Garnet is not one single gemstone but a family of gemstones with very similar characteristics. While deep red garnets are the most familiar, lovers of fine jewels know that garnets offer their admirers a variety of colors, vivid oranges, compelling purples, sparkling greens, etc... with blue being the rarest – and completely unknown until 1990!
Each type of stone in the garnet gem family exudes slightly different features while demonstrating the core garnet qualities of luxurious luster, medium to dark tones, and deep translucence. It will help to briefly consider the most valuable types of garnet and each one’s unique contribution to the family.
Pyrope garnets are bright medium red to dark brick red. These are most common of these jewels, the quintessential garnet. Their hardness is a key reason they are sought out for use in fine jewelry.
Rhodolite is reddish purple with hues of pink and is named for the Rhododendron flowers they resemble in color. Hessonite is golden yellow to yellow-brown and is especially sought after by collectors in a rich cinnamon color. Demantoid (meaning diamond-like) garnet is a vibrant medium green, and only a small supply are mined each year in Russia, its main source. They are sought for their clarity, lovely color and the way they radiantly disperse light. Demantoid garnets are the lucky find in many exquisite Art Deco pieces or even Faberge eggs. Tsavorite, another green garnet, is a gorgeous choice for hunter greens through light pastel greens. Blue garnets feature a rich tone between sky blue and navy blue, and are extremely hard to find and very expensive due to their rarity. Color change garnets are very unique gems in the family. They are extremely rare and exhibit the inimitable quality of changing color, say from vivid blue-greens or vibrant purples to blood red or purple-red in candlelight. It is no wonder they are often the centerpiece stone of an exquisite ring or pendant.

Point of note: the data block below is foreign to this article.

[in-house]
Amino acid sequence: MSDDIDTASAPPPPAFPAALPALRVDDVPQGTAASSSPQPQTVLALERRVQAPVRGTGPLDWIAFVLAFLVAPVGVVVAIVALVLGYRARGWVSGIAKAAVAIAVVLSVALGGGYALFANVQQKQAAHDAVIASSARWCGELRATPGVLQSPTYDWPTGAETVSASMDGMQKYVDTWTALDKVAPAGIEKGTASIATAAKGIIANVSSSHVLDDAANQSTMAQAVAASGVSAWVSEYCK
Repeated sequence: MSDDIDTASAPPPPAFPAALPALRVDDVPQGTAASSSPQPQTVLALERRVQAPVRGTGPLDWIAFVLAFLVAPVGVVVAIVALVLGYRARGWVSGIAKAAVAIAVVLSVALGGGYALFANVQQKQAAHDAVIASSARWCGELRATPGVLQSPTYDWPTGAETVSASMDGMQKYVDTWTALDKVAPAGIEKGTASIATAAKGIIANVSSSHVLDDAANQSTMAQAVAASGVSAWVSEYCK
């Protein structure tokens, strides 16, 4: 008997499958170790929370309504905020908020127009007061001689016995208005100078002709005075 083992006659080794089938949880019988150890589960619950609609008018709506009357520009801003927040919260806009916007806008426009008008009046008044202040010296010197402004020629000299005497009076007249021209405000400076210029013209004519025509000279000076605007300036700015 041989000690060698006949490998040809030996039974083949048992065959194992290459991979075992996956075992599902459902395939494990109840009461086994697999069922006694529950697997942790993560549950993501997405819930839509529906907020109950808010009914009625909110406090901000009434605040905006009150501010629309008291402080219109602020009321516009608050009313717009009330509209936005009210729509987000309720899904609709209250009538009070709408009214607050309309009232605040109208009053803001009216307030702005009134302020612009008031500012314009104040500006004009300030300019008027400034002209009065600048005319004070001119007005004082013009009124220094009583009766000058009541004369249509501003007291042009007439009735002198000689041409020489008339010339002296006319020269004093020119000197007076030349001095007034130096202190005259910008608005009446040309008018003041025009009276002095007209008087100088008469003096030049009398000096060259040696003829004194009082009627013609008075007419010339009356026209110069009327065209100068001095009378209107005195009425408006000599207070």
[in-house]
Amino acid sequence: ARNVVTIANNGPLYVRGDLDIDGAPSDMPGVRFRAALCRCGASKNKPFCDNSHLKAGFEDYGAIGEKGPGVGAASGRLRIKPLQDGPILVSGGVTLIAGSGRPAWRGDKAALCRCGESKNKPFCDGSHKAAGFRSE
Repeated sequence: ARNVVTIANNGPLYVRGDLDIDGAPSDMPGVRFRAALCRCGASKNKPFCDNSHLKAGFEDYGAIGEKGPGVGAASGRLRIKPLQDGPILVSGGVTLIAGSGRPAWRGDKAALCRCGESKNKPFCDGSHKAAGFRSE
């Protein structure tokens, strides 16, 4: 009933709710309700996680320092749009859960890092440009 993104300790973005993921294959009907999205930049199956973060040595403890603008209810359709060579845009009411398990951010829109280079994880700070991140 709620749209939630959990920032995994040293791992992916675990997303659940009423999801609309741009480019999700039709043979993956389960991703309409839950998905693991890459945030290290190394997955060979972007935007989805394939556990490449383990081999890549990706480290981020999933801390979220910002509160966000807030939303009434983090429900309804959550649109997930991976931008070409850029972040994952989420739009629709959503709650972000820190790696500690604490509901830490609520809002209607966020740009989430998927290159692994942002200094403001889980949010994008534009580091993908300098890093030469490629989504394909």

How to Grade Garnets
The grading for garnets is more subjective and diverse because of their range of colors. The hue of the primary color is important. Rich or deep colors are more valuable than pale coloring. Clarity is essential as well, with the better stones being eye clean, that is having no visible inclusions to the unaided eye. Stones of poorer quality can be hazy or included. Most garnets have inclusions when viewed with a magnifier, but that shouldn't detract from your enjoyment of them in a fine piece of jewelry. Many inexpensive garnets are poorly cut or polished and this will significantly affect not only their beauty, but their value as well. A fine, finely made gem is very rare and deserves the value we place on it.